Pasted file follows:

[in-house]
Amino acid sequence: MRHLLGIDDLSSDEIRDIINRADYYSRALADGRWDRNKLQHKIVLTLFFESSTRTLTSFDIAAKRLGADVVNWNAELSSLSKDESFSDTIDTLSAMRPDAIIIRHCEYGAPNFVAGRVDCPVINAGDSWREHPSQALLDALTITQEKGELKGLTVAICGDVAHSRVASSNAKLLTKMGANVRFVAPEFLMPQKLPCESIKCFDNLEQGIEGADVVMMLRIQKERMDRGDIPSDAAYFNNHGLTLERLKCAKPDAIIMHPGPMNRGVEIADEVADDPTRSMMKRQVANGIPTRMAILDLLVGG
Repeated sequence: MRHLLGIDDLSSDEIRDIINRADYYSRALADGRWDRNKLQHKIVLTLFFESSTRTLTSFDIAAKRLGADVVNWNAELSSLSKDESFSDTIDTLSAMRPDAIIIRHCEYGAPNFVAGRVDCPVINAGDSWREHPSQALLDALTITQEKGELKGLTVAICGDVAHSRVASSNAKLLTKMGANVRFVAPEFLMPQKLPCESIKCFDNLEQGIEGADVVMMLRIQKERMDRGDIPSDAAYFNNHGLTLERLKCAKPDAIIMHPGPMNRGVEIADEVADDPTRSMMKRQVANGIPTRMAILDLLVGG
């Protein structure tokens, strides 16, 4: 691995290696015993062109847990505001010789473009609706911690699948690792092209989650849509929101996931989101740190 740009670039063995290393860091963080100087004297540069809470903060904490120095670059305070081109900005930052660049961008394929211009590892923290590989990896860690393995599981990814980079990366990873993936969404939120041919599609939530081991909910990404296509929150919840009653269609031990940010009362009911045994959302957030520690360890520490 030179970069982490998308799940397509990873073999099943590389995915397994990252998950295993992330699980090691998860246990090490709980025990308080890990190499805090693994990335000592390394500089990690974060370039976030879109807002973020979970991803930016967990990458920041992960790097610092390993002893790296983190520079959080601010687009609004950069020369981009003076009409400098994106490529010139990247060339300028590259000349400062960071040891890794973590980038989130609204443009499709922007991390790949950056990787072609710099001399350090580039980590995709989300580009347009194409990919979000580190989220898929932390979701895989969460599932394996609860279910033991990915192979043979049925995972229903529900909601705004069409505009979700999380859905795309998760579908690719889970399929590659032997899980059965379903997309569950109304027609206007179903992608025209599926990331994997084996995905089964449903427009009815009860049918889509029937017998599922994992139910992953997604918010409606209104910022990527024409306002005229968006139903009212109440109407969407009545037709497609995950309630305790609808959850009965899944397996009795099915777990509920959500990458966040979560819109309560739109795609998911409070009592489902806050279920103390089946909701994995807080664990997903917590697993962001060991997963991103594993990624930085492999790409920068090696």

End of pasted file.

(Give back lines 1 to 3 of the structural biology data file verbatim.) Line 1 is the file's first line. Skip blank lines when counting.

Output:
[in-house]
Amino acid sequence: MRHLLGIDDLSSDEIRDIINRADYYSRALADGRWDRNKLQHKIVLTLFFESSTRTLTSFDIAAKRLGADVVNWNAELSSLSKDESFSDTIDTLSAMRPDAIIIRHCEYGAPNFVAGRVDCPVINAGDSWREHPSQALLDALTITQEKGELKGLTVAICGDVAHSRVASSNAKLLTKMGANVRFVAPEFLMPQKLPCESIKCFDNLEQGIEGADVVMMLRIQKERMDRGDIPSDAAYFNNHGLTLERLKCAKPDAIIMHPGPMNRGVEIADEVADDPTRSMMKRQVANGIPTRMAILDLLVGG
Repeated sequence: MRHLLGIDDLSSDEIRDIINRADYYSRALADGRWDRNKLQHKIVLTLFFESSTRTLTSFDIAAKRLGADVVNWNAELSSLSKDESFSDTIDTLSAMRPDAIIIRHCEYGAPNFVAGRVDCPVINAGDSWREHPSQALLDALTITQEKGELKGLTVAICGDVAHSRVASSNAKLLTKMGANVRFVAPEFLMPQKLPCESIKCFDNLEQGIEGADVVMMLRIQKERMDRGDIPSDAAYFNNHGLTLERLKCAKPDAIIMHPGPMNRGVEIADEVADDPTRSMMKRQVANGIPTRMAILDLLVGG